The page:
This list of quirky facts is a collection of things that make Rarotonga special, things that I miss when I'm away and the things that will make your holiday unique and memorable.
1. A lagoon that completely encircles the island.
This makes Rarotonga a reef protected island and if you’re like me and can’t stand swimming in rough ocean with waves crashing on the shore, Raro is the place to swim. It’s the only ocean that I love to swim in. The waves crash on the outer reef which circles the island, leaving the turquoise lagoon in between land and reef, calm and warm.
The reef distance from the shoreline varies at different points around the island, in some parts the reef is only metres from the shore but in other parts up to a few hundred metres away. This leaves wide open spaces to swim and snorkel calmly and explore the coral formations, home to fish, sea urchins, sea cucumbers, star fish, moray eels and clams.
Check out the Google Earth map image in sidebar to see the Island and lagoon from above
2. So many shades of blue.
Here you will see the most shades of blue you've ever seen. From light sky blue above the horizon to the deep blue Pacific ocean below the horizon. Just next to the white crashing waves on the outer reef is the most vivid turquoise blue lagoon which varies in shades, depending on the sunshine and time of day. All shades can be seen when looking out from the beach, driving around the Island or from high up in the mountains, while changing throughout the day.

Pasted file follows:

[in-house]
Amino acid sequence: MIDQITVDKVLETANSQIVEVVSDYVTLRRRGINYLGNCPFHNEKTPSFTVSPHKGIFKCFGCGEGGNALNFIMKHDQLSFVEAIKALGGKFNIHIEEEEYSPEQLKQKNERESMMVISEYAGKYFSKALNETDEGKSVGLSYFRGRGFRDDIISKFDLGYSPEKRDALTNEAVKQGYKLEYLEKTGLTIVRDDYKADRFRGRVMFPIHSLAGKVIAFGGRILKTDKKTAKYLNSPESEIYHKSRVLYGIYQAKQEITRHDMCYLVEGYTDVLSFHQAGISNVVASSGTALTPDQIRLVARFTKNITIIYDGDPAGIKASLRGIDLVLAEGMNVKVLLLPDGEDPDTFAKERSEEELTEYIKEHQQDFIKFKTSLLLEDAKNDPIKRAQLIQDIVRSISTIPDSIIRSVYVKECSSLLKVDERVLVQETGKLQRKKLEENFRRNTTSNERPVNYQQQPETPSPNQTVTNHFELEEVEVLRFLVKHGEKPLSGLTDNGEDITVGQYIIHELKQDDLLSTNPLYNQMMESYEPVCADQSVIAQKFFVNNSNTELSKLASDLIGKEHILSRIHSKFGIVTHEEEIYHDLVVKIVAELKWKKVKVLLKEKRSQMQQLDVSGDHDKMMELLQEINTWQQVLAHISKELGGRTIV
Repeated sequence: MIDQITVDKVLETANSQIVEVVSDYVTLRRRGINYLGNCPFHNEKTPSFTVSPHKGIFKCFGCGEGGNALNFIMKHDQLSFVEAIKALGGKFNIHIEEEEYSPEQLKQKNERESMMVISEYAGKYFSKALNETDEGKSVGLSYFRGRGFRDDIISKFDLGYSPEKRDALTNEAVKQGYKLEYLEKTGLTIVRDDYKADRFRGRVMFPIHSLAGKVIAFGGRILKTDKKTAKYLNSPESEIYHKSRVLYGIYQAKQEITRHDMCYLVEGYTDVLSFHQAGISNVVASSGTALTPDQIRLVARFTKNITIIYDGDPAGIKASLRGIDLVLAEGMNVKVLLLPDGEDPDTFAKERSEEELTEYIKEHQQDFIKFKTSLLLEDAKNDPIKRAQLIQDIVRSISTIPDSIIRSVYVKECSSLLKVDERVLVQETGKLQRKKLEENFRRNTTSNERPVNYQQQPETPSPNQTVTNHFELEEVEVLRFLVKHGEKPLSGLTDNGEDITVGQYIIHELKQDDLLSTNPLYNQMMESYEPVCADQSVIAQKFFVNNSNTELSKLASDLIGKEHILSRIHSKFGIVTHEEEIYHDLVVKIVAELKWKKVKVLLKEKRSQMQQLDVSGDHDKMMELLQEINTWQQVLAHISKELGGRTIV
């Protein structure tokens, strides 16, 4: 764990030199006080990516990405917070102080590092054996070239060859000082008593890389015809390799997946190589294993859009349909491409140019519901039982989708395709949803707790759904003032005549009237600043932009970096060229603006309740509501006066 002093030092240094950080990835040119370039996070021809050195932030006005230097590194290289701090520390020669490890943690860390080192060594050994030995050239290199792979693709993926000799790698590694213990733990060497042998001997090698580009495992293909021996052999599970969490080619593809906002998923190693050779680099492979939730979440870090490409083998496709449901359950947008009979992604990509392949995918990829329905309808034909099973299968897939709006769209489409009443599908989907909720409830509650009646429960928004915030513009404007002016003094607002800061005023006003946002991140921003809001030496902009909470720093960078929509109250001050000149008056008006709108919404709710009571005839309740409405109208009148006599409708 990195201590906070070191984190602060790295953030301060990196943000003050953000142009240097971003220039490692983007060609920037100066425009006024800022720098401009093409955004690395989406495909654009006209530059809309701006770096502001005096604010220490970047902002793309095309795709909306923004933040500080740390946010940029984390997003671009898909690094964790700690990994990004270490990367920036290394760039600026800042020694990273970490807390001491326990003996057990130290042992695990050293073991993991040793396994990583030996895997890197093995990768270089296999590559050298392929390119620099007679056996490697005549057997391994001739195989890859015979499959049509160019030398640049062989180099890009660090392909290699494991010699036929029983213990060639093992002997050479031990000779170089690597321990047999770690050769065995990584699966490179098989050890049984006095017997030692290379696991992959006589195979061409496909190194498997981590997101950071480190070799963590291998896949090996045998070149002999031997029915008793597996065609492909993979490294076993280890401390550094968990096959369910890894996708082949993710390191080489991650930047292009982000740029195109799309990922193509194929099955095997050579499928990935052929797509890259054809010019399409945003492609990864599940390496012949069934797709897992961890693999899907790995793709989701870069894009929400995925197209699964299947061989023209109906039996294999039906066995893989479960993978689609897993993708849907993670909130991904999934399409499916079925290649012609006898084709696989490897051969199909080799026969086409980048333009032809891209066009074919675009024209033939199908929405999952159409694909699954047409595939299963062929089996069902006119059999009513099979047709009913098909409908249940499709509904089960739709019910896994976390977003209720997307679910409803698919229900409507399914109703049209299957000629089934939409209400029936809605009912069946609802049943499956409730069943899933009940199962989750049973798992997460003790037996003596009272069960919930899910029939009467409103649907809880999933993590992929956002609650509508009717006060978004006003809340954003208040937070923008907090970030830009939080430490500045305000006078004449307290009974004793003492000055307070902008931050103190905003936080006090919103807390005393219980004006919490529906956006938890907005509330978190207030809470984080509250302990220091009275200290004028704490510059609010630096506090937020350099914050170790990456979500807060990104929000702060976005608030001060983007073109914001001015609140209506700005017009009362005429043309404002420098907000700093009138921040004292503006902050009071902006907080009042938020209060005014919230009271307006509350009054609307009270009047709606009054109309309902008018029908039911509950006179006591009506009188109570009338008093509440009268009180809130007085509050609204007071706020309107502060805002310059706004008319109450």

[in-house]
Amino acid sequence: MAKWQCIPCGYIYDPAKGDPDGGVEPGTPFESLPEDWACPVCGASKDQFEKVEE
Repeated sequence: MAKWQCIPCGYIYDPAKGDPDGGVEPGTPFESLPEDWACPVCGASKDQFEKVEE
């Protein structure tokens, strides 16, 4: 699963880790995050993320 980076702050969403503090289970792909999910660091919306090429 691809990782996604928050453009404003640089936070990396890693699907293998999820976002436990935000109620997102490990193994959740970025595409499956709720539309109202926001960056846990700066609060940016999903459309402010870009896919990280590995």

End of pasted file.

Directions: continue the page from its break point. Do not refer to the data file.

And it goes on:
3. Shoes are optional, but reef shoes are advised.
Get grounded and leave your shoes on your door step. Nothing feels better than walking around the island in bare feet, especially after it has been raining and the ground is still wet. Get your feet in puddles before it drains away, it’s so grounding.
While bare feet are ok on land and beach, it’s recommended to always wear reef or aqua shoes in the water. While it may not happen to you, there are stone fish in certain parts of the lagoon especially in the rocky areas. You don’t want to step on one of these poisonous coral reef dwelling nasties.
4. Only 3 kinds of outfits required.
*A swimming outfit, as you will probably spend a lot of time swimming and snorkelling in the beautiful
lagoon or sunbaking on the sand and poolside.
*A casual day outfit, to explore the island. As it is always warm (between 25 – 29ºc) you wont need to